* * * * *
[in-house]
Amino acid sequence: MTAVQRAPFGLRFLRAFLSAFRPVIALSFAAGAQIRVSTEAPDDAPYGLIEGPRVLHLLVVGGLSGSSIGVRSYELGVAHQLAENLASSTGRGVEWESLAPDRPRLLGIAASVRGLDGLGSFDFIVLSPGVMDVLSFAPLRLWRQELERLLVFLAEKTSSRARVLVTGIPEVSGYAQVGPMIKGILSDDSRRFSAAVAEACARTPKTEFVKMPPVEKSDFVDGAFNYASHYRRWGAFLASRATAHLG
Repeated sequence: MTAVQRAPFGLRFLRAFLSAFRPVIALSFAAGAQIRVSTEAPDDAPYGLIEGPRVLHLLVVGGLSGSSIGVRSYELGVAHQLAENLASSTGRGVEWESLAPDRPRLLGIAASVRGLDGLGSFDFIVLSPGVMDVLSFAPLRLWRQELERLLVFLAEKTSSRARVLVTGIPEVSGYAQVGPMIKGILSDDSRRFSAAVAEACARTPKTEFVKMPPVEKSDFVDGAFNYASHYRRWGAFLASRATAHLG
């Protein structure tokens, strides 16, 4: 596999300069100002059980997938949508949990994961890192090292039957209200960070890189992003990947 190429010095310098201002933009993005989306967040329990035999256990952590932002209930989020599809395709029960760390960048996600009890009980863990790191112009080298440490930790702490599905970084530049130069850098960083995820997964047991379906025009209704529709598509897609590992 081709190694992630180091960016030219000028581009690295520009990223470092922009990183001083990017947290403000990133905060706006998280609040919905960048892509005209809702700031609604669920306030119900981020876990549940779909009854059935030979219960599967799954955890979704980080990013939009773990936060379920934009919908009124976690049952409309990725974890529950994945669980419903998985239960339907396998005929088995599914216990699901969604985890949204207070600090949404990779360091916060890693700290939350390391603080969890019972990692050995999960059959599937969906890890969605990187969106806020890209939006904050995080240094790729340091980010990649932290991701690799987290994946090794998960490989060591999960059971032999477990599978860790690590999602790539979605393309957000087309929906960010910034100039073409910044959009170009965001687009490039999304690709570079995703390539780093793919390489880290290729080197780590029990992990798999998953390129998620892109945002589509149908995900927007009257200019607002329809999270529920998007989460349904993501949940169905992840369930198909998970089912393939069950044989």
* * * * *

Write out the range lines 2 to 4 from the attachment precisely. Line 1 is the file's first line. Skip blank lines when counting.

Amino acid sequence: MTAVQRAPFGLRFLRAFLSAFRPVIALSFAAGAQIRVSTEAPDDAPYGLIEGPRVLHLLVVGGLSGSSIGVRSYELGVAHQLAENLASSTGRGVEWESLAPDRPRLLGIAASVRGLDGLGSFDFIVLSPGVMDVLSFAPLRLWRQELERLLVFLAEKTSSRARVLVTGIPEVSGYAQVGPMIKGILSDDSRRFSAAVAEACARTPKTEFVKMPPVEKSDFVDGAFNYASHYRRWGAFLASRATAHLG
Repeated sequence: MTAVQRAPFGLRFLRAFLSAFRPVIALSFAAGAQIRVSTEAPDDAPYGLIEGPRVLHLLVVGGLSGSSIGVRSYELGVAHQLAENLASSTGRGVEWESLAPDRPRLLGIAASVRGLDGLGSFDFIVLSPGVMDVLSFAPLRLWRQELERLLVFLAEKTSSRARVLVTGIPEVSGYAQVGPMIKGILSDDSRRFSAAVAEACARTPKTEFVKMPPVEKSDFVDGAFNYASHYRRWGAFLASRATAHLG
């Protein structure tokens, strides 16, 4: 596999300069100002059980997938949508949990994961890192090292039957209200960070890189992003990947 190429010095310098201002933009993005989306967040329990035999256990952590932002209930989020599809395709029960760390960048996600009890009980863990790191112009080298440490930790702490599905970084530049130069850098960083995820997964047991379906025009209704529709598509897609590992 081709190694992630180091960016030219000028581009690295520009990223470092922009990183001083990017947290403000990133905060706006998280609040919905960048892509005209809702700031609604669920306030119900981020876990549940779909009854059935030979219960599967799954955890979704980080990013939009773990936060379920934009919908009124976690049952409309990725974890529950994945669980419903998985239960339907396998005929088995599914216990699901969604985890949204207070600090949404990779360091916060890693700290939350390391603080969890019972990692050995999960059959599937969906890890969605990187969106806020890209939006904050995080240094790729340091980010990649932290991701690799987290994946090794998960490989060591999960059971032999477990599978860790690590999602790539979605393309957000087309929906960010910034100039073409910044959009170009965001687009490039999304690709570079995703390539780093793919390489880290290729080197780590029990992990798999998953390129998620892109945002589509149908995900927007009257200019607002329809999270529920998007989460349904993501949940169905992840369930198909998970089912393939069950044989």